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PLoS Comput Biol. 2015 Dec 1;11(12):e1004614. doi: 10.1371/journal.pcbi.1004614. eCollection 2015 Dec.

Automated Learning of Subcellular Variation among Punctate Protein Patterns and a Generative Model of Their Relation to Microtubules.

Johnson GR1,2, Li J2,3, Shariff A1,2, Rohde GK1,2,3,4, Murphy RF1,2,3,5,6.

Author information

1
Computational Biology Department, Carnegie Mellon University, Pittsburgh, Pennsylvania, United States of America.
2
Center for Bioimage Informatics, Carnegie Mellon University, Pittsburgh, Pennsylvania, United States of America.
3
Department of Biomedical Engineering, Carnegie Mellon University, Pittsburgh, Pennsylvania, United States of America.
4
Department of Electrical and Computer Engineering, Carnegie Mellon University, Pittsburgh, Pennsylvania, United States of America.
5
Departments of Biological Sciences and Machine Learning, Carnegie Mellon University, Pittsburgh, Pennsylvania, United States of America.
6
Faculty of Biology and Freiburg Institute for Advanced Studies, Albert Ludwig University of Freiburg, Freiburg, Germany.

Abstract

Characterizing the spatial distribution of proteins directly from microscopy images is a difficult problem with numerous applications in cell biology (e.g. identifying motor-related proteins) and clinical research (e.g. identification of cancer biomarkers). Here we describe the design of a system that provides automated analysis of punctate protein patterns in microscope images, including quantification of their relationships to microtubules. We constructed the system using confocal immunofluorescence microscopy images from the Human Protein Atlas project for 11 punctate proteins in three cultured cell lines. These proteins have previously been characterized as being primarily located in punctate structures, but their images had all been annotated by visual examination as being simply "vesicular". We were able to show that these patterns could be distinguished from each other with high accuracy, and we were able to assign to one of these subclasses hundreds of proteins whose subcellular localization had not previously been well defined. In addition to providing these novel annotations, we built a generative approach to modeling of punctate distributions that captures the essential characteristics of the distinct patterns. Such models are expected to be valuable for representing and summarizing each pattern and for constructing systems biology simulations of cell behaviors.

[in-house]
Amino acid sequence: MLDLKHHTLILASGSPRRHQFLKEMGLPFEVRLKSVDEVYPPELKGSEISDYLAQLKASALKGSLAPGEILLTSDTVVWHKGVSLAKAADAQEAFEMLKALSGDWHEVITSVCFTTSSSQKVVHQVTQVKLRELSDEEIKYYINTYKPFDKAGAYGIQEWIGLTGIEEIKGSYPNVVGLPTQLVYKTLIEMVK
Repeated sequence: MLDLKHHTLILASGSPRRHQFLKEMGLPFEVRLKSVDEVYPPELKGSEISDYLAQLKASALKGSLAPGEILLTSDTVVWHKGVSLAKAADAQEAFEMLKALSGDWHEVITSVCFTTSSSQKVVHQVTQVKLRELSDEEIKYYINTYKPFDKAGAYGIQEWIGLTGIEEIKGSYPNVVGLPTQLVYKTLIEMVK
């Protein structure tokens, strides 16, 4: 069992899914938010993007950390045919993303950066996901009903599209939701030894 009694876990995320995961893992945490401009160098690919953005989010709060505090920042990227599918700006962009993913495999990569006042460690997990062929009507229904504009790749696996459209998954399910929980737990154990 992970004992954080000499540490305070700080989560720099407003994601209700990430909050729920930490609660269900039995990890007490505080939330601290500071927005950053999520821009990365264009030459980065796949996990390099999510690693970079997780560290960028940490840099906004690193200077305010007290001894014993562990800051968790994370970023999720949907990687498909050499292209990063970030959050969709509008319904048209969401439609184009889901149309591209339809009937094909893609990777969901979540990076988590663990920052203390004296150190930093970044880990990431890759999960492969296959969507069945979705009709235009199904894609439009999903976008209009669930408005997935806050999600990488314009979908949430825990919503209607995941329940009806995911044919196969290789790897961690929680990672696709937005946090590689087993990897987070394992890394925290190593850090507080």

PMID:
26624011
PMCID:
PMC4704559
DOI:
10.1371/journal.pcbi.1004614
[Indexed for MEDLINE]
Free PMC Article

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